- Applicants may also need to show proof of binding ties to a residence outside the United States which they have no intention of abandoning. Your regional U.S. consular office will be able to let you know when you make your appointment.
Step Three: Bringing Equipment into the U.S.
There are two ways to bring equipment into the United States:
ATA Carnet – Essentially a passport for your equipment. Over 75 countries are part of the Carnet agreement, which will save you time in entering and exiting the U.S. Upon entry you will need to leave a deposit against the value of the equipment, which is refunded when you leave. For more information and a list of ATA Carnet signatory countries, visit the United States Council for International Business website www.uscib.org. Once you have determined that your country is an ATA Carnet agreement country, you will need to get in touch with the National Guaranteeing Association in your country of origin. Do not apply for a carnet in the U.S.
Temporary Importation Entry (T.I.E.) – For productions coming from non-ATA Carnet countries, you will need to hire a U.S. Customs Broker, who is licensed by the U.S Department of the Treasury, to put together a Temporary Importation Entry package. Customs Brokers are the only people who can do this.
Every point of entry is managed by the U.S. Customs and Border Protection and the Department of Homeland Security and has an entry point office. The Field Operations Office for all New York City area entry points can be contacted at (646) 733-3100 and is open from 8:00 AM to 4:30 PM EST. Regardless of whether you bring equipment in under ATA Carnet or T.I.E., all entry points will inspect and verify that the equipment is safe by x-ray, personal inspection and other means. Notify them ahead of time when you will be arriving by calling the field office at (646) 733-3100. Be prepared with an inventory list of the equipment you are bringing into the country. Be patient: thorough inspection is compulsory and can take some time. Your cooperation is required and patience is appreciated.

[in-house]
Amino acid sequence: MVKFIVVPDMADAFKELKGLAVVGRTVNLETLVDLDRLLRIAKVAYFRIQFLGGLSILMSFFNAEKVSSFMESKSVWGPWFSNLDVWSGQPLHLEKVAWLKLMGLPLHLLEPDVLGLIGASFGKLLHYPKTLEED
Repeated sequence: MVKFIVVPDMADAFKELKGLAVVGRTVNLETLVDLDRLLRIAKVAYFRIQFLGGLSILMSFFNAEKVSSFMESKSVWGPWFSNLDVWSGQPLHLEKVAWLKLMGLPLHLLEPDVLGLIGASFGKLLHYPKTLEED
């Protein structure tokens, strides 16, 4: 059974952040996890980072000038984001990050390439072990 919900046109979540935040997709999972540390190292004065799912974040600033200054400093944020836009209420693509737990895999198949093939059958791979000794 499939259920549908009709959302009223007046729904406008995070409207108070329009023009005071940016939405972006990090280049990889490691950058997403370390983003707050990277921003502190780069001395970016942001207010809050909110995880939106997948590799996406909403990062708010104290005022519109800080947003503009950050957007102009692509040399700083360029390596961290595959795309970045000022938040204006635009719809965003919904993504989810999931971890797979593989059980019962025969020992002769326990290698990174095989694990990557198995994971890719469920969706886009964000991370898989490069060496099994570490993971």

Hiring an immigration lawyer can help you to manage the process. An attorney can simplify the process and can decrease the chance of visa/entry denial and other complications. These professionals know the process back to front and can make filing much easier, especially when there are many people applying for visas.
Setting up a U.S. production company can also make the process easier, as business transfer visas can be easier to obtain than other types of visas. This option may not be beneficial to all productions. Depending on how much production you do in New York City or the United States, it could be a viable option.
Frequently Asked Questions
Q: If I have questions regarding the petitioning process, who can I call for clarification?
A: Questions about petitioning procedures, qualifications for various classifications, and conditions and limitations on employment should be made by the prospective employer or agent in the United States to the nearest USCIS office.
Q: If I have questions about the visa application process, who can I call for clarification?